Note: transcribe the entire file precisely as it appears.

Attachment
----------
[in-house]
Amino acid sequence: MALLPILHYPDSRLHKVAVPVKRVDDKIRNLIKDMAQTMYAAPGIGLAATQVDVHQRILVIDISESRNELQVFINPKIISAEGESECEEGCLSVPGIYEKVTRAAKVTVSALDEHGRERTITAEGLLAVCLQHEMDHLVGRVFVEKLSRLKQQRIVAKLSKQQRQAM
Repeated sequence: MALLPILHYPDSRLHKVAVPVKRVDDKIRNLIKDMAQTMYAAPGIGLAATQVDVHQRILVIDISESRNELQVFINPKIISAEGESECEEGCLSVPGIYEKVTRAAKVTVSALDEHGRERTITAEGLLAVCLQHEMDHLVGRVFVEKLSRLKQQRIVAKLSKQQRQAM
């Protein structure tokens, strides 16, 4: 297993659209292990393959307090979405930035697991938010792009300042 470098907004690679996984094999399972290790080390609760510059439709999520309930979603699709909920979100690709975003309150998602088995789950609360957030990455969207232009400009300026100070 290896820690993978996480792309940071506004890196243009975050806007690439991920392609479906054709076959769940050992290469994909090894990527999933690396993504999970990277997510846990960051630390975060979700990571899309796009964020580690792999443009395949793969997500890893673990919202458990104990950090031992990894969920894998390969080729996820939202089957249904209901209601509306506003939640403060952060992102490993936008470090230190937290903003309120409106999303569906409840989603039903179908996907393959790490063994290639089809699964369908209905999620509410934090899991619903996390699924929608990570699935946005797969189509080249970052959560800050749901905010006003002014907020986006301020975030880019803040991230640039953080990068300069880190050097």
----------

[in-house]
Amino acid sequence: MALLPILHYPDSRLHKVAVPVKRVDDKIRNLIKDMAQTMYAAPGIGLAATQVDVHQRILVIDISESRNELQVFINPKIISAEGESECEEGCLSVPGIYEKVTRAAKVTVSALDEHGRERTITAEGLLAVCLQHEMDHLVGRVFVEKLSRLKQQRIVAKLSKQQRQAM
Repeated sequence: MALLPILHYPDSRLHKVAVPVKRVDDKIRNLIKDMAQTMYAAPGIGLAATQVDVHQRILVIDISESRNELQVFINPKIISAEGESECEEGCLSVPGIYEKVTRAAKVTVSALDEHGRERTITAEGLLAVCLQHEMDHLVGRVFVEKLSRLKQQRIVAKLSKQQRQAM
């Protein structure tokens, strides 16, 4: 297993659209292990393959307090979405930035697991938010792009300042 470098907004690679996984094999399972290790080390609760510059439709999520309930979603699709909920979100690709975003309150998602088995789950609360957030990455969207232009400009300026100070 290896820690993978996480792309940071506004890196243009975050806007690439991920392609479906054709076959769940050992290469994909090894990527999933690396993504999970990277997510846990960051630390975060979700990571899309796009964020580690792999443009395949793969997500890893673990919202458990104990950090031992990894969920894998390969080729996820939202089957249904209901209601509306506003939640403060952060992102490993936008470090230190937290903003309120409106999303569906409840989603039903179908996907393959790490063994290639089809699964369908209905999620509410934090899991619903996390699924929608990570699935946005797969189509080249970052959560800050749901905010006003002014907020986006301020975030880019803040991230640039953080990068300069880190050097």